Cyndi Tuell: People concerned about the impact of off-road vehicles in Arizona's national forests can now do something about it. Each national forest in Arizona is developing a "travel management plan" to determine which roads, trails and areas will be open to motorized vehicles and cross-country travel. This public planning process comes at a time when critical values are threatened by off-roaders, and your participation is encouraged.
People concerned about the impact of off-road vehicles in Arizona's national forests can now do something about it. Each national forest in Arizona is developing a "travel management plan" to determine which roads, trails and areas will be open to motorized vehicles and cross-country travel. This public planning process comes at a time when critical values are threatened by off-roaders, and your participation is encouraged.
Off-road vehicles are a well-documented cause of habitat fragmentation and wildlife displacement. They reduce hunt quality and decrease hunter success on public lands. Escalating, unmanaged off-road vehicle use is damaging Arizona's national forests and the ecosystem services they provide. Off-road vehicles pollute the air we breathe; damage rivers, streams, meadows, and wildlife habitat; and their noise spoils quiet recreation like hiking, camping, bird watching and hunting. They also erode soil and damage watersheds that provide clean drinking water.
In 2005, the Forest Service began implementing the Travel Management Rule, which requires federal land managers to designate a system of roads and areas where people can drive motorized vehicles and is based on an executive order signed by a Republican president more than 30 years ago. Arizona's national forests are currently in the midst of making these designations.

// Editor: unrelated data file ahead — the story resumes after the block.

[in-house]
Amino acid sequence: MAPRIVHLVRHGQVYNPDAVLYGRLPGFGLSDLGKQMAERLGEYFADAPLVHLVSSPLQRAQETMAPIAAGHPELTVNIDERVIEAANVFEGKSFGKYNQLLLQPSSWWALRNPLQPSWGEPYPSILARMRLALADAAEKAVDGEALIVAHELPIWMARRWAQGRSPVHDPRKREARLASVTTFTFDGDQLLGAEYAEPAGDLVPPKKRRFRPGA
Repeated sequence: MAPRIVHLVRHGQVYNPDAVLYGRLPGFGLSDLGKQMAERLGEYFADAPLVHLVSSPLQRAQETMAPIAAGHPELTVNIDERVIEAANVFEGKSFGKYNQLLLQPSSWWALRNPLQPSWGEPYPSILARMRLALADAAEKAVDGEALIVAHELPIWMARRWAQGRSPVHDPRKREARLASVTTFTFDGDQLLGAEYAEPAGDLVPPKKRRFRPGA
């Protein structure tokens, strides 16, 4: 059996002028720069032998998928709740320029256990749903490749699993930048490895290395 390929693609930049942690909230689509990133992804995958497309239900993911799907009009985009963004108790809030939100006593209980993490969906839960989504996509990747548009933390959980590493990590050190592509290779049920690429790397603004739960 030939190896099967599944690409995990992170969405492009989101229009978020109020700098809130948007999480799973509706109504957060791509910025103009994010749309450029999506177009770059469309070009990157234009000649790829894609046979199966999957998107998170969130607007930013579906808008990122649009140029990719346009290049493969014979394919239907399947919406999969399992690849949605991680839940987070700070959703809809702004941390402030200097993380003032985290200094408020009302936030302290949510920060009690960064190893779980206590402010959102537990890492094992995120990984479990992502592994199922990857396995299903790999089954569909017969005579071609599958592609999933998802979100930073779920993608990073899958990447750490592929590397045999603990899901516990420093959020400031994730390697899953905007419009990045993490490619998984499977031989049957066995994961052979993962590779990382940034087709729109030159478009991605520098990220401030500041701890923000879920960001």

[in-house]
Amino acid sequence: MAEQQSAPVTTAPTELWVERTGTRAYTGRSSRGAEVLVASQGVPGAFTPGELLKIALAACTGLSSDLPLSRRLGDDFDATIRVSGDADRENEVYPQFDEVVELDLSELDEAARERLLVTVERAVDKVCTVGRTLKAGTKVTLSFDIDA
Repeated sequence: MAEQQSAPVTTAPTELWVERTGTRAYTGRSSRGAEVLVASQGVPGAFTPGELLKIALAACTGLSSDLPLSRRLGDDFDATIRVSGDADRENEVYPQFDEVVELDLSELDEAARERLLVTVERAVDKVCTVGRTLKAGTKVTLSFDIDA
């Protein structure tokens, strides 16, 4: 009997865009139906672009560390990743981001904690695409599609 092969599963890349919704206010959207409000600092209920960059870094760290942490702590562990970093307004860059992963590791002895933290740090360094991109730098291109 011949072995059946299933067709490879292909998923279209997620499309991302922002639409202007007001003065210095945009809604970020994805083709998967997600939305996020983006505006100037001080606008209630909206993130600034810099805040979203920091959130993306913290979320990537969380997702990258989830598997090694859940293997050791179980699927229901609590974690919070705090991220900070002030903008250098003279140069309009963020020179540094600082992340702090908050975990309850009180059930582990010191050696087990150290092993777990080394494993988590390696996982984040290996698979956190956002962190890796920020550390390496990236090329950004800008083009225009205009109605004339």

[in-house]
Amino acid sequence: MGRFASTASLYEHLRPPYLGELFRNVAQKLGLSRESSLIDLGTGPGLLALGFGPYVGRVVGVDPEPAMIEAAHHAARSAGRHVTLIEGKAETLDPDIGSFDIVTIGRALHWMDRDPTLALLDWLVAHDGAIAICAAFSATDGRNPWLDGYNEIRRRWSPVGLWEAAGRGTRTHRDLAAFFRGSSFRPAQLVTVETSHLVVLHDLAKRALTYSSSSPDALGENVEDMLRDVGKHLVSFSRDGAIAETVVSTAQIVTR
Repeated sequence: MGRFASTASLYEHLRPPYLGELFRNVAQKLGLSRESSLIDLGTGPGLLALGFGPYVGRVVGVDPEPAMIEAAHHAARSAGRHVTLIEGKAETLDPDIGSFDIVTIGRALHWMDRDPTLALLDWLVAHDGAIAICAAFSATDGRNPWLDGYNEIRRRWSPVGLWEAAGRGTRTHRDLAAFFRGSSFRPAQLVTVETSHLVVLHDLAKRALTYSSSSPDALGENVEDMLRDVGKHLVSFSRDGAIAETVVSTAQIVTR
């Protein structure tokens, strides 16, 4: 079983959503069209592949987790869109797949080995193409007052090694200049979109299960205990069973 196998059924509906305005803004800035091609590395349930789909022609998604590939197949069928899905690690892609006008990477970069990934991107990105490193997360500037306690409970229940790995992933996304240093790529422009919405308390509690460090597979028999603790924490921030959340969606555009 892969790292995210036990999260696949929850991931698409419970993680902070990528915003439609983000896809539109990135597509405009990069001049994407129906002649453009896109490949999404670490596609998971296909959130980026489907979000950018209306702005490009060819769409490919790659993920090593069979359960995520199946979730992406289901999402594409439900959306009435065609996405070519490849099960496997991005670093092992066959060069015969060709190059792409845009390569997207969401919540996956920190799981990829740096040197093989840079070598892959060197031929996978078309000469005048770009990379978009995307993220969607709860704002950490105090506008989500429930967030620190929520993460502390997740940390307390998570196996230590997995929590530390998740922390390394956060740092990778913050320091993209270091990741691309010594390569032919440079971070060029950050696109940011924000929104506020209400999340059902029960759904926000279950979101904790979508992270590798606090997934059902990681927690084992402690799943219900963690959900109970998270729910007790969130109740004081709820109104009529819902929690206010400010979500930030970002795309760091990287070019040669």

Quiet, nonmotorized recreation on Forest Service lands in Arizona contributes approximately $362.6 million to local economies in Arizona while motorized recreation contributes significantly less. Quiet recreationists outnumber off-road vehicle enthusiasts 10 to 1 on most Forest Service lands. In these lean economic times, it makes sense to encourage quiet recreation to draw the largest number of people and dollars to our state. Risking the robust revenues from the largest number of forest users is foolish in today's lean economy.
Some claim that those working to protect our public lands from the damage off-road vehicles cause are elitist ("Federal land closures trample social fabric," Perspective, Nov. 8). However, a pair of hiking boots can be purchased for less than $50 while an off-road vehicle can cost tens of thousands of dollars, most of that money leaving the state. Repairing watersheds destroyed by irresponsible off-road driving can cost our communities countless millions of dollars. Losing an endangered species when habitat is lost is a cost we should not ask our children to bear.
The Tonto National Forest was created in 1905 primarily to protect the Salt and Verde River watersheds, which provide clean water to millions of people in Arizona. Making responsible decisions about where people can drive off-road vehicles and which areas must be protected will protect our way of life in Arizona, allowing all of us access to a quiet forest experience. Families will be able to leave the noise and traffic of the city for a forest that is peaceful, relaxing, and rejuvenates the spirit. Camping will still be allowed throughout the forest, and more funds will be available to maintain roads that are critical to accessing the forest.
We all have a right to access our public land, but nobody has a right to destroy it. Those who enjoy riding off-road vehicles have a right to do so, but only in areas and in ways that don't destroy land, water, wildlife habitat and others' recreational opportunities.
You have an obligation as an American to speak out on behalf of our public lands. You can do so by contacting the U.S. Forest Service and finding out how to get involved in travel management planning for your favorite Arizona national forest. You can get more information on the Center for Biological Diversity's Web site http://www.biologicaldiversity.org/programs/public_lands/off-road_vehicles/travel-management_planning/index.html.
Cyndi Tuell is a Southwest Conservation Advocate for the Tucson-based Center for Biological Diversity. Additional information about the Tonto National Forest proposed travel management plan can be found at http://www.fs.fed.us/r3/tonto/travelmgt/index.shtml.